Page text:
Types of Packaging: Primary, Secondary & Tertiary

When most people think about packaging, they stop at primary packaging— the container or wrapping that directly holds the product. However, secondary and tertiary packaging also play a key role in ensuring products get delivered intact and on time. Knowing the types of packaging and their purposes, you have a greater understanding of the logistics involved and how it all affects supply chain management.

The Types of Packaging

Packaging can be categorized into three main types: primary, secondary and tertiary. Each type has a unique function in protecting and transporting goods from the origin point at the manufacturer to delivery to the consumer.

Primary Packaging

Primary packaging is the first layer of protection and the type of packaging that comes into direct contact with the product. Its primary function is to contain and protect the product while presenting an appealing display to consumers. Examples of primary packaging include:

  • Bottles and cans for beverages and liquid products

  • Blister packs for pills and small electronics

  • Tubes for toothpaste, medical creams and certain cosmetics

  • Wrappers for candies and snacks

Primary packaging protects the product from contamination and damage and displays the product details, such as ingredients, usage instructions and any brand name or identifiers. It's designed to be user-friendly and to enhance the consumer experience or entice them to purchase.

Secondary Packaging

Secondary packaging groups similar primary packages together. This packaging type aids in the process of branding, marketing and logistics. It also provides additional protection during transportation and storage. Secondary packaging examples include:

  • Cardboard boxes: These may include multiple primary packages, such as a multipack box of cereal with individual cereal bags inside or multiple products combined for more efficient delivery.

  • Shrink wrap: This can hold together a 6-pack of soda cans or a deck of cards.

  • Display boxes: These often organize and present products on retail shelves and serve as tidy containers for smaller items.

The distinction between primary and secondary packaging lies in their roles: primary packaging directly protects the product, while secondary packaging protects multiple primary packages and facilitates handling, storage and transportation.

Tertiary Packaging

Tertiary packaging occurs in bulk handling, storage and distribution. This type applies to large quantities of products and ensures the items are transported safely and efficiently. Tertiary packaging includes:

  • Pallets: Help consolidate multiple boxes or products for easier handling by machinery such as a forklift

  • Stretch wrap: Secures the products on a pallet

  • Crates and drums: Used for transporting bulk materials

Tertiary packaging comes into play in the overall logistics of product transportation, particularly for long-distance shipping. It provides the highest level of protection against the rigors of transportation and handling and maintains product integrity during large-scale distribution.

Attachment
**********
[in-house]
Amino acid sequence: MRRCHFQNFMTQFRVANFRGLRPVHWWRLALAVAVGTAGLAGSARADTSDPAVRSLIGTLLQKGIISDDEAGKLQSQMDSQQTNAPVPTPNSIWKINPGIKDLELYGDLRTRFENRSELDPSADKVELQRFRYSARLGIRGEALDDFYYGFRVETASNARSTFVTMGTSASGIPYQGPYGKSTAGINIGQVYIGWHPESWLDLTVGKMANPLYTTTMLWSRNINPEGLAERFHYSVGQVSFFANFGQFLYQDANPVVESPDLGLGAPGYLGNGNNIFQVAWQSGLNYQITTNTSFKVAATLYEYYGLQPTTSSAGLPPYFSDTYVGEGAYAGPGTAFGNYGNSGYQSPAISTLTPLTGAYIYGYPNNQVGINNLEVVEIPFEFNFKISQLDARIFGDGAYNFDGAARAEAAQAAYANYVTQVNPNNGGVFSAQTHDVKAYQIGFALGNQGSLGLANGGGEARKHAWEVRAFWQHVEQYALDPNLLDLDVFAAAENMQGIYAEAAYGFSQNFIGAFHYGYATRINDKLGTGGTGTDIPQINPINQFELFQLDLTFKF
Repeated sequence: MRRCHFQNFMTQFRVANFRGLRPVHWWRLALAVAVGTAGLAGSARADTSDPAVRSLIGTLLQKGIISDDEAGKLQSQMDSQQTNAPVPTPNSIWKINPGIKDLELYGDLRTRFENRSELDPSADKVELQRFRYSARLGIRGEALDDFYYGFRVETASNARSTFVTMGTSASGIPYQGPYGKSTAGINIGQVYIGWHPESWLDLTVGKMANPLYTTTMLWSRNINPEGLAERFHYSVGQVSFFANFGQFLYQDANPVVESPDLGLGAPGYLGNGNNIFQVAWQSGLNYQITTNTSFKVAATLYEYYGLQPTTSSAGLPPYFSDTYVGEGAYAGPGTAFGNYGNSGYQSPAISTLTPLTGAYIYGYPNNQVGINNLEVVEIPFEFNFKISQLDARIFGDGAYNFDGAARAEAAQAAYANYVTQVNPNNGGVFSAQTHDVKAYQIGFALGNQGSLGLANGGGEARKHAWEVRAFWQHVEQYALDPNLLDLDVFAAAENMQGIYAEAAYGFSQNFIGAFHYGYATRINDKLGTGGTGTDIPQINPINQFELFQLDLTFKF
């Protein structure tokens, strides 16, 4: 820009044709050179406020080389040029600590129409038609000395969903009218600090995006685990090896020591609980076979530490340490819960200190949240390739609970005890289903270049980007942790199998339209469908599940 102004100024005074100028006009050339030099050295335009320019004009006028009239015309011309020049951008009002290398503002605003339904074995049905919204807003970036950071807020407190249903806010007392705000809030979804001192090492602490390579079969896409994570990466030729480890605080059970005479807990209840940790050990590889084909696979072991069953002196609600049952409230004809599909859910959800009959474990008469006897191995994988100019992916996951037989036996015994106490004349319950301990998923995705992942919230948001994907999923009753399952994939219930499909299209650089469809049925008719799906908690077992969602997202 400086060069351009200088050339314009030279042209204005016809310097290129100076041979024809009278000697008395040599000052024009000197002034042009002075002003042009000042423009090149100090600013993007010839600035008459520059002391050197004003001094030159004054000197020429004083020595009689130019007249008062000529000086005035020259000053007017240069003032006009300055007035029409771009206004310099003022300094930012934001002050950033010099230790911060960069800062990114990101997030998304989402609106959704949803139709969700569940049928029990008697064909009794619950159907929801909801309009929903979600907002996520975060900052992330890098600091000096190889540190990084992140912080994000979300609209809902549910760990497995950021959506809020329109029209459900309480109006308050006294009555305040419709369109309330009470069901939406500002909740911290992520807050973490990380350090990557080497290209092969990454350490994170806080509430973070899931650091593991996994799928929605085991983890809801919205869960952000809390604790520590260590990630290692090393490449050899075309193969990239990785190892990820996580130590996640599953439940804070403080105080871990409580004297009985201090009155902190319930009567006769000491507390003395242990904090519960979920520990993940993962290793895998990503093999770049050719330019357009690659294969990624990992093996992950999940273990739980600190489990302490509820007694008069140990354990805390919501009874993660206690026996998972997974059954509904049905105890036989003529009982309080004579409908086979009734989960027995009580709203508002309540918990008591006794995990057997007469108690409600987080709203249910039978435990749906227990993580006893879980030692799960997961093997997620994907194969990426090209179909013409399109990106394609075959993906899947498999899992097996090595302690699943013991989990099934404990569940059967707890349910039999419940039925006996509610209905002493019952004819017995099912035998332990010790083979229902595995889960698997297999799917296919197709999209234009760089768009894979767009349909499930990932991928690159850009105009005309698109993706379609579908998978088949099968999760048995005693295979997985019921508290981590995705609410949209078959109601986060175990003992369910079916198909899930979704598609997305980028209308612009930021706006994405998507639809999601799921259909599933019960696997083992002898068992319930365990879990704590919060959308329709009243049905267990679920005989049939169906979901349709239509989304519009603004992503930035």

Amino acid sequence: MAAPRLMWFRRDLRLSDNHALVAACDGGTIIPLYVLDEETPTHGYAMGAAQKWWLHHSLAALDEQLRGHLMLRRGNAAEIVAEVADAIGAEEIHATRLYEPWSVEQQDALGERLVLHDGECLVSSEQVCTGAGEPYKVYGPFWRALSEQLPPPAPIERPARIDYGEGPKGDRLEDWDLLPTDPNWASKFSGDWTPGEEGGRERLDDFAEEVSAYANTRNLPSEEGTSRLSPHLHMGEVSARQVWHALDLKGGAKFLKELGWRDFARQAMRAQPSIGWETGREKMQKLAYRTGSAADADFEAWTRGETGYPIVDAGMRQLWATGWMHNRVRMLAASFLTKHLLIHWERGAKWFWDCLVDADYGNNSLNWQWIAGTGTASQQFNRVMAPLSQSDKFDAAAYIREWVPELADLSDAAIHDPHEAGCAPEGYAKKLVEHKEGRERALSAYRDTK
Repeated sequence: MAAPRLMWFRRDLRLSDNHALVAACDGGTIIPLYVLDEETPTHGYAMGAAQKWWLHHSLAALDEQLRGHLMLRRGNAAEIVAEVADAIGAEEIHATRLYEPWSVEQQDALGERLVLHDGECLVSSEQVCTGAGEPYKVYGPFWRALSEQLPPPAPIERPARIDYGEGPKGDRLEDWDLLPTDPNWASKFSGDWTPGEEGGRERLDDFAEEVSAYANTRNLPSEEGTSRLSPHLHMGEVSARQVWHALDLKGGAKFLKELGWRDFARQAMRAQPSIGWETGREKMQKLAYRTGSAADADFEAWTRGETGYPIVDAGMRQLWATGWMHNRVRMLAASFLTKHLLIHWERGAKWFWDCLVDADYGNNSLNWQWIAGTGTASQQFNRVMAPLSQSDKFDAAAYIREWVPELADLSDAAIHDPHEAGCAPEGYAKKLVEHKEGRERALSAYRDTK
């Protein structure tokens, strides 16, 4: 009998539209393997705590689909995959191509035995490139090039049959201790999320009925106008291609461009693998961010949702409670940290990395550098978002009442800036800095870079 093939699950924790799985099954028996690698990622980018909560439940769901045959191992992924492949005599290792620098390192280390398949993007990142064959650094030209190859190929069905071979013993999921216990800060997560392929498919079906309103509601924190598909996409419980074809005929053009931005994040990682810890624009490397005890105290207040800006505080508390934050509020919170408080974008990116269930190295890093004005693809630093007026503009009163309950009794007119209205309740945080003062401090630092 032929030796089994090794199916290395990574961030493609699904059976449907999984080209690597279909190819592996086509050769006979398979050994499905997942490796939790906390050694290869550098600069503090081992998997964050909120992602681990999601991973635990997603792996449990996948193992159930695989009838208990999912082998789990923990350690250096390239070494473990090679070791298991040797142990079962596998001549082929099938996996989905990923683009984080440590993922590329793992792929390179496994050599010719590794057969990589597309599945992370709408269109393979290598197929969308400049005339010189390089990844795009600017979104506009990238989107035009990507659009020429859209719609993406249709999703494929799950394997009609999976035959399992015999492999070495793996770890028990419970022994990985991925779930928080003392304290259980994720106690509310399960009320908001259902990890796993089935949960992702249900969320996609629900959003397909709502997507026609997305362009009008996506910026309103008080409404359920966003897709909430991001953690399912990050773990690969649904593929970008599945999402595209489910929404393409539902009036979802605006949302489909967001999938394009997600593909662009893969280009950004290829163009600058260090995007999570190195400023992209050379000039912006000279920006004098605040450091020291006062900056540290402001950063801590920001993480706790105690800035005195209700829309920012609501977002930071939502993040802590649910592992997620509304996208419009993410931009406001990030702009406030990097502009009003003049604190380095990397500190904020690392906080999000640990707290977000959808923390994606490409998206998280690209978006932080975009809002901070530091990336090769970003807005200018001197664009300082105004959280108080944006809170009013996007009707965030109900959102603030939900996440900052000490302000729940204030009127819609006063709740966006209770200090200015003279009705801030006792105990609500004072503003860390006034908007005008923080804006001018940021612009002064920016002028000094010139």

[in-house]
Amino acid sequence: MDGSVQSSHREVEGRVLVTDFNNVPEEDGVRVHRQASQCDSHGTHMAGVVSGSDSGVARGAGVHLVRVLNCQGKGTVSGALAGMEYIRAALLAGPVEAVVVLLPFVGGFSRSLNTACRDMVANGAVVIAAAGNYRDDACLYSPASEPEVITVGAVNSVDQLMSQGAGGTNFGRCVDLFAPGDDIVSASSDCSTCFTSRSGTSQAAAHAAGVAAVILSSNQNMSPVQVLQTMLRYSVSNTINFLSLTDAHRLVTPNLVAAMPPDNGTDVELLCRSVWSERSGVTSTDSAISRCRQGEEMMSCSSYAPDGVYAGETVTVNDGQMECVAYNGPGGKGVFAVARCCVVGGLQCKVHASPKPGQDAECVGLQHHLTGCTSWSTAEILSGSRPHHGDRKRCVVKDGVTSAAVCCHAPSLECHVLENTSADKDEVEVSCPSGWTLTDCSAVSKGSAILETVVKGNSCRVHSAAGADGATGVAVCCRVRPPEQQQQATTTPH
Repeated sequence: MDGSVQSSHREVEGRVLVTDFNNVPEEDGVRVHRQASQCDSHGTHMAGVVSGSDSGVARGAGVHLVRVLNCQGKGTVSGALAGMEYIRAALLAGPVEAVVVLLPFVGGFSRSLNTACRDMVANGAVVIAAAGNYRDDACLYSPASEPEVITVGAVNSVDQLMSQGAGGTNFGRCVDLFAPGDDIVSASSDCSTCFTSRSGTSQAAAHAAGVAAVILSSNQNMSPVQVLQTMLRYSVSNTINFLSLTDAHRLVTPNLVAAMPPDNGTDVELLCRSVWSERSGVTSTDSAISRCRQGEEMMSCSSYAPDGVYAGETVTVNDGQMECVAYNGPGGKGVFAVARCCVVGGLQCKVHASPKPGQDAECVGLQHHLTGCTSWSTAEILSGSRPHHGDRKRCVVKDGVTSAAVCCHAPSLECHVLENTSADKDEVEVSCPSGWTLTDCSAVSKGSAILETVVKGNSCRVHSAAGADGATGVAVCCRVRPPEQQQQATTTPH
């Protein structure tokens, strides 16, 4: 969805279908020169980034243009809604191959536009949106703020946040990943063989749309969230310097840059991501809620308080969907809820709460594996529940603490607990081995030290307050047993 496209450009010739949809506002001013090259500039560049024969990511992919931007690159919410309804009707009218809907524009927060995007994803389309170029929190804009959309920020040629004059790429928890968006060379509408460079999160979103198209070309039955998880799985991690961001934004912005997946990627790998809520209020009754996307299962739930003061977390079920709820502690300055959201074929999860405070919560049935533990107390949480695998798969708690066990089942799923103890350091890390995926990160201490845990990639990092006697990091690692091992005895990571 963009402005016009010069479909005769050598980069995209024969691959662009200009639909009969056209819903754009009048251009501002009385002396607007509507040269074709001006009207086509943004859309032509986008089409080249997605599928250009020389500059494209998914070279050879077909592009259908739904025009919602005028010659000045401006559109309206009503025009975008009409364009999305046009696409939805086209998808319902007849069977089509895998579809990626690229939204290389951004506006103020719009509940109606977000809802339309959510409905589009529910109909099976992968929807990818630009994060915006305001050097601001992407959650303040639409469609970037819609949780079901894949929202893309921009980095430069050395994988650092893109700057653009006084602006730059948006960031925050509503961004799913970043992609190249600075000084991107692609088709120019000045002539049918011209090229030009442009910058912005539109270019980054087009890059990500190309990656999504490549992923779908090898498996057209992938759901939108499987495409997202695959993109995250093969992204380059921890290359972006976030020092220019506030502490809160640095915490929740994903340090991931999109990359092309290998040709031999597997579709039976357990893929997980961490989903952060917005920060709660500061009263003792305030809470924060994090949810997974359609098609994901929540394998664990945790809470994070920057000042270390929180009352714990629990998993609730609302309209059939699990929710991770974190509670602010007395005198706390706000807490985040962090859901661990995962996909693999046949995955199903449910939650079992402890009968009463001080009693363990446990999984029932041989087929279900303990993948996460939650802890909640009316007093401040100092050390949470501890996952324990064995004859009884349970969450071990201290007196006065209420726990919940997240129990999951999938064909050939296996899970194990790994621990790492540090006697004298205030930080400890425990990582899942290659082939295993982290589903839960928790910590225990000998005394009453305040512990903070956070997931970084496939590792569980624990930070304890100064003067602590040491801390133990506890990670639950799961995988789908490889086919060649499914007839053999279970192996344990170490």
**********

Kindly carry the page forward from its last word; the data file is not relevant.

Factors That Impact Secondary and Tertiary Packaging

Several factors influence the design and choice between secondary and tertiary packaging or the use of both. These factors ensure products are adequately protected and efficiently transported.

Perishability or Fragility of the Contents

Perishable items, such as food and pharmaceuticals, require specific packaging that preserves their freshness and integrity. For instance, refrigerated trucks and extra insulation are needed to transport fresh produce or frozen goods. Fragile items, such as glassware or electronics, require cushioning materials and sturdy packaging to prevent damage during transit.

Hazardous vs. Nonhazardous Material

Packaging for hazardous materials must meet stringent regulations to ensure safety during transport. Hazardous materials include:

  • Chemicals

  • Flammable liquids

  • Radioactive substances

These materials require specialized secondary and tertiary packaging to prevent leaks, spills and contamination. Even though they're not strictly regulated, nonhazardous materials also need appropriate packaging to protect them from damage and to ensure they arrive safely at their destination.

LTL vs. FTL: How It Will Be Shipped

The shipping mode — less-than-truckload or full truckload — significantly impacts packaging requirements.

LTL shipping involves multiple loading and unloading processes, increasing the risk of damage. Therefore, more secure and robust secondary and tertiary packaging is needed to withstand handling during these transfers.

FTL shipping involves transporting goods from one point to another without additional stops. This allows for slightly less protective packaging since the products receive less frequent handling and aren't jostled as much.


The goal of any packaging decision is to preserve the profit margin of the product being sold. Effective packaging must strike a balance between cost and protection. Overly expensive packaging can eat into profits, and insufficient packaging can lead to damaged goods and increased return rates. Additionally, shipping costs can vary depending on how the package is classified and handled.

Packaging Beyond the Basics

Understanding the levels of packaging allows you to optimize your packaging strategies to ensure products are delivered intact, on time and cost-effectively. In the end, the complexity of packaging involves a strategic approach to ensure goods move smoothly through the supply chain, from the manufacturer to the consumer, as efficiently and safely as possible.